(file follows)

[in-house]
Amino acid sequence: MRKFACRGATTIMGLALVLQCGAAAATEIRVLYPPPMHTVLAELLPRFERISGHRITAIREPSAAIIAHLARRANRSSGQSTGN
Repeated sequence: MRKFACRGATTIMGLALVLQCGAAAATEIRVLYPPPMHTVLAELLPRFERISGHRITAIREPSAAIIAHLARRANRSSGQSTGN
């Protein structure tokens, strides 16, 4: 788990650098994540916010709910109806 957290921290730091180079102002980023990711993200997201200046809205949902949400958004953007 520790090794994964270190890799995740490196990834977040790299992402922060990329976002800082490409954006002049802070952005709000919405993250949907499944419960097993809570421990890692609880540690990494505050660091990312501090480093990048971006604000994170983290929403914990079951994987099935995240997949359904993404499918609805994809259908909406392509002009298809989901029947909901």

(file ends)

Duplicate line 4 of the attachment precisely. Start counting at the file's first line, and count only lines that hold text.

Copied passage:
């Protein structure tokens, strides 16, 4: 788990650098994540916010709910109806 957290921290730091180079102002980023990711993200997201200046809205949902949400958004953007 520790090794994964270190890799995740490196990834977040790299992402922060990329976002800082490409954006002049802070952005709000919405993250949907499944419960097993809570421990890692609880540690990494505050660091990312501090480093990048971006604000994170983290929403914990079951994987099935995240997949359904993404499918609805994809259908909406392509002009298809989901029947909901």